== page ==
Listing ID: 77357
50+ new clients so far in 2021 and there are currently no outbound sales and marketing campaigns other than satisfied clients that refer business to the firm. Most of the revenue from these new clients will not be realized until tax season 2022.
This is a very well regarded firm with a strong reputation for quality work that handles a variety of work throughout the country as well as in San Diego County. The core of work is in San Diego County, however there are some individuals and businesses outside of San Diego County and even the state of California that rely on the firm for the tax and accounting needs. The personal touch provided by a firm of this size is a major reason why someone from outside the state with a complicated tax return prefers to work with this firm rather than a larger tax or accounting firm. There are relationships in place that funnel new clients to the firm from outside of the state through word of mouth referrals.
This is a chance to own your own accounting firm that has a diversified base of clients, extremely well trained employees, and the ability to continue to grow within the current accounts to achieve higher revenue levels.
- Asking Price: $900,000
- Cash Flow: $375,000
- Gross Revenue: $800,000
- EBITDA: N/A
- FF&E: N/A
- Inventory: N/A
- Inventory Included: N/A
- Established: 2008
- Property Owned or Leased:N/A
- Property Included:N/A
- Building Square Footage:N/A
- Lot Size:N/A
- Total Number of Employees:4
- Furniture, Fixtures and Equipment:N/A
Very attractive office in a convenient San Diego location. Close to freeways for an easy commute for employees and the occasional client meeting. Access to additional space within the building if needed and space for all employees.
Current owner is willing to train and transition relationships to new owner through introductions prior to tax season as well as assist in preparation of returns during tax time. On a longer term basis the current owner can assist on larger projects or work with clients or potential clients on a limited basis for a fee.
Almost unlimited room for expansion, however the ability of a client to speak to the owner is something that should not be lost. The new owner will need to decide when to raise prices so the firm does not become overloaded with work or if they would like to take on more clients and grow the firm. One employee that is currently an EA is in the process of taking the CPA exam, so the business will have 2 full time CPAs staying with the business as employees.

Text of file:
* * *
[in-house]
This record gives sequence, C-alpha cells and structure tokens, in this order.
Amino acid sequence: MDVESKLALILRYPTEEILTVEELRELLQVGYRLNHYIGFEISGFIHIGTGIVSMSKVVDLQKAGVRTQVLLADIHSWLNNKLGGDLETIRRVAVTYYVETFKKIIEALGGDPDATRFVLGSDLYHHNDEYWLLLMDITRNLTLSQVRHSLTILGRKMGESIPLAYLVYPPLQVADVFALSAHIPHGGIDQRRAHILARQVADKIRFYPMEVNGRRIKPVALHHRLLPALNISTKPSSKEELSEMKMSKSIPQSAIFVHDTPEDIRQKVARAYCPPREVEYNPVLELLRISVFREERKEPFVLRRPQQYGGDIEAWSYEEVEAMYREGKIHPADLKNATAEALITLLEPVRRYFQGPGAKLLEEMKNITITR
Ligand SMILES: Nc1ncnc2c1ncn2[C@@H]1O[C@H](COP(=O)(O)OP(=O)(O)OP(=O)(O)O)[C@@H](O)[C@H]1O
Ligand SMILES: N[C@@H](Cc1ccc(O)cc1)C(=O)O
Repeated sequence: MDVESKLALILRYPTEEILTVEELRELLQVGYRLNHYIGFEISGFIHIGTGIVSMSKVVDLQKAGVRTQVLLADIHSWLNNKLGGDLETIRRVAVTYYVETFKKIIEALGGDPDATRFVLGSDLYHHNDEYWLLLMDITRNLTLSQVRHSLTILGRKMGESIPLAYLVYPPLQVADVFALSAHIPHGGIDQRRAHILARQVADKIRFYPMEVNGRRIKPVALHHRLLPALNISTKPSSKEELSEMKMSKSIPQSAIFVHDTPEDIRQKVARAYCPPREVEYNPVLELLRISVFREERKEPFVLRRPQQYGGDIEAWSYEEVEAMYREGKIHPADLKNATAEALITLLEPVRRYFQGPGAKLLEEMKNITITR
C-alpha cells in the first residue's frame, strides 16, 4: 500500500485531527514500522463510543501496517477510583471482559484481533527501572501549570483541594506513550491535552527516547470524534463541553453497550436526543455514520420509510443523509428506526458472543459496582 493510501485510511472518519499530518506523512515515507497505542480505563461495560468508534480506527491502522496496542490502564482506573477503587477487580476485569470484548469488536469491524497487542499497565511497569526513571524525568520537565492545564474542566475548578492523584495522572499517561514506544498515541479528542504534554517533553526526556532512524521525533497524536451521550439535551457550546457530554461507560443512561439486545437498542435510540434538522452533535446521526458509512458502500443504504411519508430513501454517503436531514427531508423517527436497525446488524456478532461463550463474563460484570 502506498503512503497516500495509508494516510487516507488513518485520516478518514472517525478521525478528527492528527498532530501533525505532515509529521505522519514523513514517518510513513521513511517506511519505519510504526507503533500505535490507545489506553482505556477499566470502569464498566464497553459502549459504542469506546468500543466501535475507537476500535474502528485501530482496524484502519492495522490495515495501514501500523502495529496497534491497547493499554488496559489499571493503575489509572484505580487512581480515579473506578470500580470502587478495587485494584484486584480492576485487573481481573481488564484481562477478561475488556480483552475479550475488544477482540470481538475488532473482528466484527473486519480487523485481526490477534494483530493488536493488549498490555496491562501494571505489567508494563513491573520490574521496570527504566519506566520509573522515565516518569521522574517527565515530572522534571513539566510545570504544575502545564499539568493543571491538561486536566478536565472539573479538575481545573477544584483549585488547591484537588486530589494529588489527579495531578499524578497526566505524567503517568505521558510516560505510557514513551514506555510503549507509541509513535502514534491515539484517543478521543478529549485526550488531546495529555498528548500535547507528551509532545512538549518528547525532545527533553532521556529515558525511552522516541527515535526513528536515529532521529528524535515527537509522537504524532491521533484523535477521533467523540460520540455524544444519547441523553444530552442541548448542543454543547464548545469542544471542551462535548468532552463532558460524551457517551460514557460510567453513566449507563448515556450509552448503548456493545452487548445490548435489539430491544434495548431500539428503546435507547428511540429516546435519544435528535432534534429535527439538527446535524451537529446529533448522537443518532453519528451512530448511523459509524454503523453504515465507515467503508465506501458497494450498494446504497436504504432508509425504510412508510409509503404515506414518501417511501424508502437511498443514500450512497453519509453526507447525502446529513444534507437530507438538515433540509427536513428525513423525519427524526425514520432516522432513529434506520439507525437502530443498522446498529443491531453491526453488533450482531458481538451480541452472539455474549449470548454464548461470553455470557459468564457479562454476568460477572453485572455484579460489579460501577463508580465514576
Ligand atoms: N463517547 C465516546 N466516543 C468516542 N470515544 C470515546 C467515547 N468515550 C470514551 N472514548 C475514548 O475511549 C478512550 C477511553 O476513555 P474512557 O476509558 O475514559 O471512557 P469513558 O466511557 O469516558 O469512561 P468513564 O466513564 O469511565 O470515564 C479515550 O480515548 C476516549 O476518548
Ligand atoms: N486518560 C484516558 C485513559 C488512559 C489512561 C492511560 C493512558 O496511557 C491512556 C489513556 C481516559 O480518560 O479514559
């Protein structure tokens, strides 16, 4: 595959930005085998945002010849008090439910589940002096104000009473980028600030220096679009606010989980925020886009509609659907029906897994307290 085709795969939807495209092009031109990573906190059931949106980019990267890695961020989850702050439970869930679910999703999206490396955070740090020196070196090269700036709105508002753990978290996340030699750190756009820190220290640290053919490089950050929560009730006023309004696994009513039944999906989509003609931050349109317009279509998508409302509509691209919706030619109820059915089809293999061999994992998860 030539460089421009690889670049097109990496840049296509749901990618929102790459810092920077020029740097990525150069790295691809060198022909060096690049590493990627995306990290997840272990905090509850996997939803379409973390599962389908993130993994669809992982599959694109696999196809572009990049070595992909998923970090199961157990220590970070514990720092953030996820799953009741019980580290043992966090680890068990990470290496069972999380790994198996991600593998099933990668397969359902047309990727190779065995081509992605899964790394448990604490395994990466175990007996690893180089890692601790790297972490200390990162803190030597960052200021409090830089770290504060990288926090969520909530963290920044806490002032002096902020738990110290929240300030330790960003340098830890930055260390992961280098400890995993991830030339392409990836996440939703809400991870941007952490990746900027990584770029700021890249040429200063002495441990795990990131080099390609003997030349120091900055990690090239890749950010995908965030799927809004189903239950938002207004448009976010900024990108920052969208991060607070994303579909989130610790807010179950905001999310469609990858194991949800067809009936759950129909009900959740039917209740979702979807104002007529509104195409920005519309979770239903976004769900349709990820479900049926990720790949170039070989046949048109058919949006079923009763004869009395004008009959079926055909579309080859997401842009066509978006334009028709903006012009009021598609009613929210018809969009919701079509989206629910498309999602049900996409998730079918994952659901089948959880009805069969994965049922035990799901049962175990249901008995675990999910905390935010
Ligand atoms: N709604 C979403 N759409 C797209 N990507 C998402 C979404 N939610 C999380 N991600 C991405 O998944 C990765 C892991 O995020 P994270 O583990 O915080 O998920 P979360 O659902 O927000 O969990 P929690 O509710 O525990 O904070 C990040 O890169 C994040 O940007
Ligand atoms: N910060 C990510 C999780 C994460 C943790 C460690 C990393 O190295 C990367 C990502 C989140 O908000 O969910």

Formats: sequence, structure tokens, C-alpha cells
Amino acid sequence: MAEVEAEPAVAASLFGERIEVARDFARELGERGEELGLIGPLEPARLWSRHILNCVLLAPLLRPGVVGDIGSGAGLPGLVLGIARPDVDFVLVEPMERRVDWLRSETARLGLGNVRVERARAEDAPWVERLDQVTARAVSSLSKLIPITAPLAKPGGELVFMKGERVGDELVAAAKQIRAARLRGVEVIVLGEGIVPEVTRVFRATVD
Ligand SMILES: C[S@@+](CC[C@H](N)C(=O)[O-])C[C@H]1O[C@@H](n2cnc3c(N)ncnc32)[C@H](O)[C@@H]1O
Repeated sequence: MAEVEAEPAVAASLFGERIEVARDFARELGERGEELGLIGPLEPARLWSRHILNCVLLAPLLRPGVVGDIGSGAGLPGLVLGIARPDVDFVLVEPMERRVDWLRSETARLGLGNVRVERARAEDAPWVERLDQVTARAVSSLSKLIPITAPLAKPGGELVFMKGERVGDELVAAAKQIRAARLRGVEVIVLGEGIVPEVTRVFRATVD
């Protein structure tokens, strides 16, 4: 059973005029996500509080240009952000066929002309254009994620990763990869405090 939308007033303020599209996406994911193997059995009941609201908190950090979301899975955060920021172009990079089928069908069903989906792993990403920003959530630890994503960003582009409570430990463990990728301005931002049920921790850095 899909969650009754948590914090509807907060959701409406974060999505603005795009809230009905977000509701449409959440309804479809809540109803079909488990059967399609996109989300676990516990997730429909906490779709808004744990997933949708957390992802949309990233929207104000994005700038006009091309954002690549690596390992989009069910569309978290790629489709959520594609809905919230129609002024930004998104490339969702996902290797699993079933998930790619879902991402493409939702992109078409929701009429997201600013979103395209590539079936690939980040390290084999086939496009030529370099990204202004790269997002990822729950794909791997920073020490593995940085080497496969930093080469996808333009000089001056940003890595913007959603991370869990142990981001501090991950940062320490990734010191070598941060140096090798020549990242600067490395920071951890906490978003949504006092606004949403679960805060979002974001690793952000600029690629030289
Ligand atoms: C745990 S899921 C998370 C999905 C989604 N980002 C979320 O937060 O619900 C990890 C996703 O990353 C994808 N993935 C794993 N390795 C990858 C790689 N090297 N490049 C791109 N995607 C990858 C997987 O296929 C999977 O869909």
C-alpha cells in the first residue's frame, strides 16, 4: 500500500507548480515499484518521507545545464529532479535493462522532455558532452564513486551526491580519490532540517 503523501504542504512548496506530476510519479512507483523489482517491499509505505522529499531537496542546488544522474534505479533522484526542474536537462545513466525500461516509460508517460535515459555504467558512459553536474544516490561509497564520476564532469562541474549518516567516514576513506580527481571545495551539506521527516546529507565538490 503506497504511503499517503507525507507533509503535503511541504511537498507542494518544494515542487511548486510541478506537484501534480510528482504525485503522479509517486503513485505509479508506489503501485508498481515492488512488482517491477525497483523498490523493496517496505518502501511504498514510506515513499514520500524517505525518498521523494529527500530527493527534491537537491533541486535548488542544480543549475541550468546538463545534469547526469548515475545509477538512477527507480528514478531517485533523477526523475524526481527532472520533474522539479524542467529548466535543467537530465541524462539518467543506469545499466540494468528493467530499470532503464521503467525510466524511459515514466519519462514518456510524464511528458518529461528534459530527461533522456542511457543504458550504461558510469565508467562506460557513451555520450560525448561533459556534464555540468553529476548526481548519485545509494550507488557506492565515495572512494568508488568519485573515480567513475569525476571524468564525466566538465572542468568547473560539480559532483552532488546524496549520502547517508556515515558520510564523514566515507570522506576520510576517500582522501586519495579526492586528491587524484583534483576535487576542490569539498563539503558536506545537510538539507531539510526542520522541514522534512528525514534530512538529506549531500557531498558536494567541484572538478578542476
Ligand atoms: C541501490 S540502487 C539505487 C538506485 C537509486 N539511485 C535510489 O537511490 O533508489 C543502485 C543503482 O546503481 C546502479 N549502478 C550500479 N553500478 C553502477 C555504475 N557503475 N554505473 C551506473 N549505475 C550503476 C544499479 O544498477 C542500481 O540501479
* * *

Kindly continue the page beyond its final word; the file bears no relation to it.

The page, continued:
The business was established in 2008, making the business 14 years old.
The company has 4 employees and resides in a building with estimated square footage of N/A sq ft.
The real estate is leased by the company for $0.00
Why is the Current Owner Selling The Business?
There are all kinds of reasons individuals resolve to sell businesses. Nonetheless, the genuine factor and the one they tell you may be 2 totally different things. For instance, they might say "I have too many various responsibilities" or "I am retiring". For many sellers, these reasons are valid. However, for some, these may just be justifications to try to conceal the reality of altering demographics, increased competitors, current decrease in revenues, or a range of other reasons. This is why it is really crucial that you not count totally on a seller's word, yet rather, make use of the vendor's answer together with your general due diligence. This will paint a more reasonable image of the business's present situation.
Existing Debts and Future Obligations
If the existing company is in debt, which lots of companies are, then you will certainly have reason to consider this when valuating/preparing your deal. Numerous operating businesses finance loans with the purpose of covering things such as inventory, payroll, accounts payable, so on and so forth. Bear in mind that in some cases this can suggest that earnings margins are too thin. Many businesses come under a revolving door of taking loans as a way to pay back other loans. Along with debts, there may also be future obligations to take into consideration. There may be an outstanding lease on equipment or the structure where the business resides. The business might have existing contracts with suppliers that need to be fulfilled or might result in charges if canceled early.
Understanding the Customer Base, Competition and Area Demographics
Just how do operating businesses in the location attract brand-new consumers? Most times, companies have repeat consumers, which form the core of their everyday earnings. Certain elements such as brand-new competition sprouting up around the location, road building and construction, and also personnel turnover can affect repeat customers and also negatively influence future incomes. One important point to take into consideration is the area of the business. Is it in a very trafficked shopping center, or is it hidden from the main road? Undoubtedly, the more individuals that see the business on a regular basis, the greater the possibility to develop a returning customer base. A last thought is the general location demographics. Is the business placed in a densely inhabited city, or is it situated on the edge of town? Exactly how might the regional mean home income effect future earnings prospects?